Ambulance Designs Reflect Safety Trend

Alan M. Petrillo

Ambulance makers are stressing safety in their vehicles, both for patients and attendants in the rigs, as well as providing more easy-to-use storage and equipment space for responders-inside and outside of the patient box.

Structural Safety

David B. Cole, vice president of sales and marketing for Horton Emergency Vehicles, says that his company has been testing vehicles by sled tests and dynamic tests since 2007 and roll testing since 2009. “Every test we do provides us with additional information that we use in making a safer vehicle,” Cole says. “For instance, our VI-Tech vibration isolation technology isolates the body of the ambulance from the road and enhances handling with less bounce and sway. The vibration reduction gives a firmer ride and means less noise penetrates the box, so it’s a quieter ride.”

The Horton Occupant Protection System

(1) The Horton Occupant Protection System (HOPS), standard on all
Horton Emergency Vehicles custom model ambulances, includes a
three-point seat harness system used with inflatable head curtain and
tubular air bags. (Photo courtesy of Horton Emergency Vehicles.)

 

Cole also points to the Horton Occupant Protection System (HOPS) as a technology that has made its rigs what he calls “some of the safest ambulances in the industry.” HOPS starts with a three-point seat harness system used in conjunction with barrier seat bolsters to confine the occupant. A detachable feature on the over-the-shoulder part of the harness allows the medical responder to move forward to access a patient without removing the seat belt.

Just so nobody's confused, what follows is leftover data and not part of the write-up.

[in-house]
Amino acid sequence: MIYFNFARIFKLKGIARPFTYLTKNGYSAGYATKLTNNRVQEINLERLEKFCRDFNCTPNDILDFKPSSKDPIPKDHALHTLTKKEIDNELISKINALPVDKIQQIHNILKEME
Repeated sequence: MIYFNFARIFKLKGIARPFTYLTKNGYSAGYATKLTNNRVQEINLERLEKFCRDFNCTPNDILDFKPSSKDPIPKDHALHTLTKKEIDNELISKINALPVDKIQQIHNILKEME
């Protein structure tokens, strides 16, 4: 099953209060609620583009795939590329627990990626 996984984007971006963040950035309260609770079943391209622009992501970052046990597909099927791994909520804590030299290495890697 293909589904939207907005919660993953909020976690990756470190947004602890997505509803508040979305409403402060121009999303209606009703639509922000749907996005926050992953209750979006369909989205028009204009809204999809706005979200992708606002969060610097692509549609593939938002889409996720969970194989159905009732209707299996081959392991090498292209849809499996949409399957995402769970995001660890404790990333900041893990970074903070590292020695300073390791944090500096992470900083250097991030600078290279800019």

HOPS also includes progressive resistance headrests at all seating positions that dissipate energy throughout a laminated protective surface that eliminates the bottoming effect and offers additional protection much like that provided by high-impact sports and racing helmets, Cole says. In case of a side impact rollover, HOPS deploys two types of air bags-an inflatable head curtain and a tubular structure air bag. The head curtain protects the attendant from the inhalation area cabinet while the tubular air bag is used in the main attendant area and at the CPR seat for additional head protection.

The fourth element designed into HOPS, he notes, is a roll sensor that calculates the speed at which the vehicle is rolling to determine when to fire the air bag restraints. Cole points out that HOPS is standard on all of Horton’s current custom models.

PL Custom Emergency Vehicles uses radiused corners, blunted strike points, and thick padding on the patient area's walls

(2) PL Custom Emergency Vehicles uses radiused corners, blunted
strike points, and thick padding on the patient area’s walls to keep
both attendants and patients safe inside its ambulances. (Photo
courtesy of PL Custom Emergency Vehicles.)

 

Safer Seating

Chad Brown, vice president of sales and marketing for Braun Industries, believes the biggest strides made in safer ambulance design relate to seating. “Seating is a big safety issue,” Brown says. “We put medics in a seated position and make sure they are harnessed yet still are able to perform their duties from that seated position.”

Brown notes that different configurations are being developed in ambulances instead of the typical captain’s chair, CPR seat, and squad bench. “We see ambulances with a captain’s chair at the head of the cot, and where the CPR seat was located there’s a box cutout for a seat cushion with cabinetry on both sides,” he says. “We’ve also put a second captain’s chair in that location. Sometimes, we’ll remove the squad bench and put one or two captain’s chairs on the curb side of the box.”